Automated Date Range Testing of SSIS Packages

I’m currently building a lot of SSIS packages that are primarily date driven. Many of these involve periods of 100 days, to several years, so I wanted to automate the testing of these packages. I’d previously automated the testing of stored procedures over date ranges but wanted a solution for testing the system as a whole. The solution I came up with involves the use of Powershell. Essentially this script increments the date, by one day, before executing a package with dtexec.

First lets create a simple SSIS package that the Powershell script will call. Open BIDS and create a new project. Add a string variable to the project called sql_date like below.

sql_date variable

We’re going to use this variable to get the date as SQL Server recognises it so we know it’s the same as the system date. During my testing I discovered that SQL Server would take a few seconds pickup a system date change. Obviously this could distort your results so we need to ensure these are the same.

Next add an Execute SQL Task, from the toolbox, onto the designer. Call it "Get SQL Server Date". Add a connection to the SQL Server your package will be executing against and change the ResultSet property to "Single Row". Add the following TSQL to SQLStatement.



Next add a Script Task onto the designer and call it MsgBoxDate. Right click the task, click edit, add sql_date to ReadOnlyVariables on the script tab.


Click "Design Script" and add the below code into the ide.

Imports System
Imports System.Data
Imports System.Math
Imports Microsoft.SqlServer.Dts.Runtime

Public Class ScriptMain

    Public Sub Main()
        Dim sql_date As String = Dts.Variables("sql_date").Value.ToString
        Dim msg As String = "SQL Server Date = " & sql_date & Environment.NewLine & "System Date = " & Format(Date.Now, "dd/MM/yyyy")
        Dts.TaskResult = Dts.Results.Success
    End Sub

End Class

Connect the tasks together with a precedence constraint. The package should look something like below.


Return to the SSIS Designer, click File > Save Copy of Package.dtsx As. Save this package in the file system and remember the path as you’ll need it later. Below is the Powershell script that will change the current day, by one day, and then execute the package we just made. The while loop will verify that SQL Server has picked up the system date change before executing the package. Change the settings for $sqlserver and the package path for dtexec as appropriate. The $days variable should be changed to the number of days you want to run the package for. In this example it’s just ten. The script will set your systems date back once it has successfully completed..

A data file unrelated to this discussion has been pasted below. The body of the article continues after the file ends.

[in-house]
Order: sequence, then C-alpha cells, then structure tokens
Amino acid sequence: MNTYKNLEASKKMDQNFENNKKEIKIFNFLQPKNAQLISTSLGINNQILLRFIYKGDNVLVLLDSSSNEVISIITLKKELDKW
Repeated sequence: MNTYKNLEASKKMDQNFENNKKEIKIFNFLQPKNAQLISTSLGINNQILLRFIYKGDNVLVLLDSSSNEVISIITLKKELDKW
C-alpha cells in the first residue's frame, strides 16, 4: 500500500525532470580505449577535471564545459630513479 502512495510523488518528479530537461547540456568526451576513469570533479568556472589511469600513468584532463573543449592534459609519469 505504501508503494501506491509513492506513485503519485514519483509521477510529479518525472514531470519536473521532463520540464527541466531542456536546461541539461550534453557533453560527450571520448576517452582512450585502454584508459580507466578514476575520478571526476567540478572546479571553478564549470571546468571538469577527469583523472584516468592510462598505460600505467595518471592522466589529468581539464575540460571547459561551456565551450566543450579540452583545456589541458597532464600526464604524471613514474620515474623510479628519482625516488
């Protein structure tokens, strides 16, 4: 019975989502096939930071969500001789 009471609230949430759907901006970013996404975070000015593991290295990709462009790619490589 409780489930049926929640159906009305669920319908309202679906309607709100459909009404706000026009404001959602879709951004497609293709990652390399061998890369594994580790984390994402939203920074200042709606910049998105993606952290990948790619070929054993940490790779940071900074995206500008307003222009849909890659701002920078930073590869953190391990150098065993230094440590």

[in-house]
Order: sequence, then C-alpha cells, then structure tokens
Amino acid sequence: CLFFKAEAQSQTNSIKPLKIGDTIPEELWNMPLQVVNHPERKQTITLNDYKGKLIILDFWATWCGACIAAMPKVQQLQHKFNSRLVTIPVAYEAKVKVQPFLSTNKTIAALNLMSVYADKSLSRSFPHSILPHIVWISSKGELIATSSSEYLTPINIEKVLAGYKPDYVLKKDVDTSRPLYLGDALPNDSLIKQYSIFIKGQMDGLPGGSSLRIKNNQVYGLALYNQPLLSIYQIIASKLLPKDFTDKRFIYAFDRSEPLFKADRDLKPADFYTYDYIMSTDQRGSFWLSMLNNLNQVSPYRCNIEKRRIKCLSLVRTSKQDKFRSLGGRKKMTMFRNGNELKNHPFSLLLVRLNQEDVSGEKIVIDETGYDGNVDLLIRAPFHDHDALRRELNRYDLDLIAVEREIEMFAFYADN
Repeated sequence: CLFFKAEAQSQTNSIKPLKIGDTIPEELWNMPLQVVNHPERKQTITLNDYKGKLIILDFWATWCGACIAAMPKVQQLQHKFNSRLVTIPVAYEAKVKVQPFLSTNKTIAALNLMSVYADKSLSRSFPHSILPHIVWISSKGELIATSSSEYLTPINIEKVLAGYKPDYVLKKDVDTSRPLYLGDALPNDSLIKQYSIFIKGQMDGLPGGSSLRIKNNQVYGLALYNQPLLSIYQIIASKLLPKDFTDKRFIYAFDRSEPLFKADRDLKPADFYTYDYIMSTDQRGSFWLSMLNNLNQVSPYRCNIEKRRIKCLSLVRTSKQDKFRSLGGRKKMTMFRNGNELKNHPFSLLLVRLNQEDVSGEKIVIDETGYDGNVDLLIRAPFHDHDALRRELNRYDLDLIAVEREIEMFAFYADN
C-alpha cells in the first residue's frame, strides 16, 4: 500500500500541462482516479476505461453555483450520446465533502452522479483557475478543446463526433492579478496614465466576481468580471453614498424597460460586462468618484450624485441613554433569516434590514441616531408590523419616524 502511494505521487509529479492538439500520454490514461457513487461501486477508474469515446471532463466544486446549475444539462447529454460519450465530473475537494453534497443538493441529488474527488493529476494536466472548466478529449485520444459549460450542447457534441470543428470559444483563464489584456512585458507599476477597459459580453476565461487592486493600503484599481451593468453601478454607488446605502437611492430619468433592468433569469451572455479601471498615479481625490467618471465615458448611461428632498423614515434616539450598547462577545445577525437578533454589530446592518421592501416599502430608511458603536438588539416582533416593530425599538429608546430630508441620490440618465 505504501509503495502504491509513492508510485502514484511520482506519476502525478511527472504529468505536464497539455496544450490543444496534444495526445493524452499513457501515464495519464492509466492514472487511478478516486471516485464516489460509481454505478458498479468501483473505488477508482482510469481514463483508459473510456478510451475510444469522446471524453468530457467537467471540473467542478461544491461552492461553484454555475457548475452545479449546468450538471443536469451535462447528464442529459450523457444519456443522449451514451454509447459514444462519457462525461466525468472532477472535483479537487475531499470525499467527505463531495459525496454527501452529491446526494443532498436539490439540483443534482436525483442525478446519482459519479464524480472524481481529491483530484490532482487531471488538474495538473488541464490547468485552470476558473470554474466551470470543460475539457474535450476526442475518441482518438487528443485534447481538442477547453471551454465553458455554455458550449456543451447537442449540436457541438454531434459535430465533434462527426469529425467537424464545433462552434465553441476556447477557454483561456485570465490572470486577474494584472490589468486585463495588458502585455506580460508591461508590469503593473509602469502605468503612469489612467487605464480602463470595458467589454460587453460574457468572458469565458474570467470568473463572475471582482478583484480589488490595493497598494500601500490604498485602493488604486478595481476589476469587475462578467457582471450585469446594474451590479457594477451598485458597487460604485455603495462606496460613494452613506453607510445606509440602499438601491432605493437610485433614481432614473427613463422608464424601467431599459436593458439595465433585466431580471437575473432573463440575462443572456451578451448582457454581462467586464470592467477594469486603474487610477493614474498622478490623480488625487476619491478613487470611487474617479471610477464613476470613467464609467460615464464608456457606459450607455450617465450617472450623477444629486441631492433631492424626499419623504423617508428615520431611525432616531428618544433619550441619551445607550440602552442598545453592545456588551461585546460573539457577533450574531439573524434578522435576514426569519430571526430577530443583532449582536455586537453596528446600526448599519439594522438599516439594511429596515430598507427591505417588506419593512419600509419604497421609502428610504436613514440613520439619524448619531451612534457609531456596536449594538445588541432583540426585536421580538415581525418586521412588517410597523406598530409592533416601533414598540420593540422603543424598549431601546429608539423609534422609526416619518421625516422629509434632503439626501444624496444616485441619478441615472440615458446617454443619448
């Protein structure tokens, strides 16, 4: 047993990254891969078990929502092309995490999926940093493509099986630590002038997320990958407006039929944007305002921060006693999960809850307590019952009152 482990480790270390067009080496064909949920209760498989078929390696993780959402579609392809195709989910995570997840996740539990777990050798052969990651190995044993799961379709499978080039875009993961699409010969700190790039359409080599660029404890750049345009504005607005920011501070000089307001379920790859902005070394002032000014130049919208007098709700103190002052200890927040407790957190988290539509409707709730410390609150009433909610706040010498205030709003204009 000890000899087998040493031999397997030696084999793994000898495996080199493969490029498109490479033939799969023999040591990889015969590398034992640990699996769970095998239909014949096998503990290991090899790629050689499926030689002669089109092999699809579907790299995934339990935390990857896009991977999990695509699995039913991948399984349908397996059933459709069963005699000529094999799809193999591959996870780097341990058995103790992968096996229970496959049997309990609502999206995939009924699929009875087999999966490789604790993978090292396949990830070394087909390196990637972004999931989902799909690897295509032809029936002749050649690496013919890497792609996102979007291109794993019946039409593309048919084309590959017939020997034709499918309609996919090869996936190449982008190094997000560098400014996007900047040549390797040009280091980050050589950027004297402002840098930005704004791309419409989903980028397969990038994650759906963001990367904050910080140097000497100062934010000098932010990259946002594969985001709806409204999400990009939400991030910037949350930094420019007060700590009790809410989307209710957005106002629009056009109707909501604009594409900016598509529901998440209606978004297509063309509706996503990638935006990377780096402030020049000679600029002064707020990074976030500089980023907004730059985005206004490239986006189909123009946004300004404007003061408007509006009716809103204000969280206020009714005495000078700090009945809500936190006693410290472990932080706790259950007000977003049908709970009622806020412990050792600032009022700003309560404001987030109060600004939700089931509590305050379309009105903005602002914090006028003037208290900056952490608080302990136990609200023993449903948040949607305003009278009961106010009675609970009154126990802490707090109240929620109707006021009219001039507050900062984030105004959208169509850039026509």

# SQL server and database settings
$sqlserver = "localhost\sql2005";
$database = "master";
# Record the current date so we can set it back at the end of the script
# You may need to change this depending on your regional settings
$date = Get-Date -Format "dd/MM/yyyy";
# Connection string used for verifying sql server has registered the date change
$connection_string = ("Data Source=$sqlserver;Initial Catalog=$database;Integrated Security=SSPI")
$days = 10;
# Setup the database connection
$conn = New-Object System.Data.SqlClient.SqlConnection($connection_string);
$cmd = $conn.CreateCommand()
$cmd.CommandText = "SELECT DATEPART(dd, GETDATE())";
for($i = 0; $i -lt $days; $i++)
	# Change the date by one day
	Set-Date (Get-Date).AddDays(1);
	# SQL Server can take a few seconds to register the change
	# so we need to loop until the day matches before 
	# executing our ssis package
	$reader = $cmd.ExecuteReader();
	$sql_day = $reader.GetValue(0);
	while(($sql_day) -ne [DateTime]::Now.Day)
		Start-Sleep -Seconds 2;
		# Check the sql day again
		$reader = $cmd.ExecuteReader();
		$sql_day = $reader.GetValue(0);
	# Execute the package for this date
	dtexec /f "C:\Users\Rhys\Desktop\Package.dtsx"
# Clean up
# Put the date back with the current time
$time = [DateTime]::Now.TimeOfDay;
Set-Date "$date $time";

The script will work through each day displaying a message box for each iteration.



Obviously this particular package needs human intervention to get it to complete. Your real-life packages wouldn’t have this limitation so this script could be used to test over a large date range. Hopefully this script will allow me to get out of the office a bit earlier when I need to test my packages!

Leave a Reply